Not only have there been changes in the government’s food guidelines, but I have also noticed a new trend emerging in the form of eating ‘organic’. What is eating organic? Is this just a ploy to sell consumers food at higher prices because it claims to be ‘organic’? These were questions I asked myself as I began to delve deeper into my research. According to Organic.org the term organic, when in relation to food means, “Simply stated, organic produce and other ingredients are grown without the use of pesticides, synthetic fertilizers, sewage sludge, genetically modified organisms, or ionizing radiation. Animals that produce meat, poultry, eggs, and dairy products do not take antibiotics or growth hormones.” The USDA National Organic Program defines organic as, “produced by farmers who emphasize the use of renewable resources and the conservation of soil and water to enhance environmental quality for future generations. Organic meat, poultry, eggs, and dairy products come from animals that are given no antibiotics or growth hormones. Organic food is produced without using most conventional pesticides; fertilizers made with synthetic ingredients or sewage sludge; bioengineering; or ionizing radiation. Before a product can be labeled “organic,” a Government-approved certifier inspects the farm where the food is grown to make sure the farmer is following all the rules necessary to meet USDA organic standards. Companies that handle or process organic food before it gets to your local supermarket or restaurant must be certified, too.” Alright, so at least we know there are guidelines and requirements for food intending to be labeled as organic, but is it any more nutritious? According to Organic.org this is not such an easy question to answer. Because of the many variables involved in researching this question, the results are not definitive. However, there have been studies done in California which found organically grown tomatoes to be higher in phytochemicals and vitamin C than conventionally grown tomatoes. There is also a concern with organic food and its cost. Many people believe that to eat organic food you have to spend a lot more money. While certain items will be slightly more expensive, for the most part the costs are pretty much the same. Some of the reasons why organic food can be more costly were outlined in the frequently asked questions page of the Organic.org website;
- Organic farmers don’t receive federal subsidies like conventional farmers do. Therefore, the price of organic food reflects the true cost of growing.
- The price of conventional food does not reflect the cost of environmental cleanups that we pay for through our tax dollars.
- Organic farming is more labor and management intensive.
- Organic farms are usually smaller than conventional farms and so do not benefit from the economies of scale that larger growers get.
So as you can see, the extra expenses’ are justified and the benefits are encouraging. Another myth about organic food is that it is the equivalent to eating natural foods. Natural foods are foods that contain additives or preservatives, but they may contain ingredients that have been grown with pesticides or are genetically modified. In other words, the ingredients in the ingredient panel will look familiar, but they have not been produced organically. Natural foods are not regulated and do not meet the same criteria that organic foods do. There are many benefits to switching to organically grown foods such as, reducing toxins in the air, water, soil and our bodies, reducing off farm pollution, build healthy soil, and promoting biodiversity. (Organic.org, 2010)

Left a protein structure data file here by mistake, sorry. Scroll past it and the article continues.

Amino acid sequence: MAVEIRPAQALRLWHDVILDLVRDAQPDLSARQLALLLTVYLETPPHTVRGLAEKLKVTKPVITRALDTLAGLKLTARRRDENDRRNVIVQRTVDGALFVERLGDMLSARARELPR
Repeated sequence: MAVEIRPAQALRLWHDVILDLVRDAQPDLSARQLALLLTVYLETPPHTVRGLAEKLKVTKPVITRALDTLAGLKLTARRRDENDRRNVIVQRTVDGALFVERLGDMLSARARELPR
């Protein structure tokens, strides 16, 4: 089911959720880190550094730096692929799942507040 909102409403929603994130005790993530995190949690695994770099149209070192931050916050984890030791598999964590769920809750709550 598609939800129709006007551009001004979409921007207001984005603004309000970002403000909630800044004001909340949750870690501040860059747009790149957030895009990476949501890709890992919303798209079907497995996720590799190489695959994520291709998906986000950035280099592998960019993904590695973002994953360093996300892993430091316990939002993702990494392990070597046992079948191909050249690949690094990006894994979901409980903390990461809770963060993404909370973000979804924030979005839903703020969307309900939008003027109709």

What all of this information boils down to is American’s need to pay attention n to what they are putting on their plates. However, no matter how much information is produced on this subject the changes need to start in our homes. Before the food and drug administration will put forth effort to make the food we eat safer for everyone, American’s need to put their foot down and demand nutritional food and honest regulations. I could research till I was blue in the face, but if we don’t act on the finding of research such as tis, no changes will be made. Our future depends on our health and we need to make a conscious effort to eat healthier for the sake of ourselves and future generations.
The food industry in America leaves a lot to be desired, but it’s not broken. We can right our wrongs in the country and make a change for the better. The first step is knowing what is wrong with our system so we can make the necessary changes to improve the current conditions.
American Meat Institute. (2010, March 5). Myths and Facts About Meat Production. Retrieved from American Meat Institute: http://meatami.com/ht/a/GetDocumentAction/i/55910
Aubrey, A. (2010, April 8). The Truth About Grass-Fed Beef. Retrieved from NPR: http://www.npr.org/2010/04/08/125722082/the-truth-about-grass-fed-beef
Bickford, J. (2012, February). What it means to eat healthy. (J. Peloquin, Interviewer)
Bittman, M. (2007, December). Mark Bittman on what’s wrong with what we eat. Retrieved January 21, 2012, from TED Ideas Worth Spreading: http://www.ted.com/talks/mark_bittman_on_what_s_wrong_with_what_we_eat.html
D’Costa, K. (2011, July 26). Separating the Wheat from the Chaff: Will Industrialized Foods Be the End of Us? Retrieved from Scientific American: http://blogs.scientificamerican.com/anthropology-in-practice/2011/07/26/separating-the-wheat-from-the-chaff-will-industrialized-foods-be-the-end-of-us/#_ednref2
Famento. (2008). The History of Fast Food. Retrieved January 21, 2012, from timeline beta: http://www.xtimeline.com/timeline/The-History-of-Fast-Food
Jaet, P. (2010, January 26). Functional Foods for a Heart-Healthy Eating Plan. Retrieved from WebMD: http://www.webmd.com/diet/functional-foods-8/good-fats-oils
Mercola, D. (2011, June 23). Please – Don’t Make These Mistakes with Governments New “Food Pyramid” . Retrieved from Mercola.com: http://articles.mercola.com/sites/articles/archive/2011/06/23/new-food-pyramid-changes-to-less-grains-more-veggies.aspx
Olver, L. (2011, September 22). FAQs: popular 20th century American foods. Retrieved January 21, 2012, from The Food Timeline: http://www.foodtimeline.org/fooddecades.html#1950s
Ozersky, J. (2011, October 26). Taste Of America: In Defense of Industrial Food. Retrieved from Time Ideas: http://ideas.time.com/2011/10/26/in-defense-of-industrial-food/
Pollan, M. (2004). We Are What We Eat. Retrieved January 21, 2012, from Center for Ecoliteracy: http://www.ecoliteracy.org/essays/we-are-what-we-eat
Smithsonian Institute. (2003). 500 Years of American Food. Retrieved from Key Ingrediants – America by Food: http://www.keyingredients.org/001_timeline/001_timeline_01.asp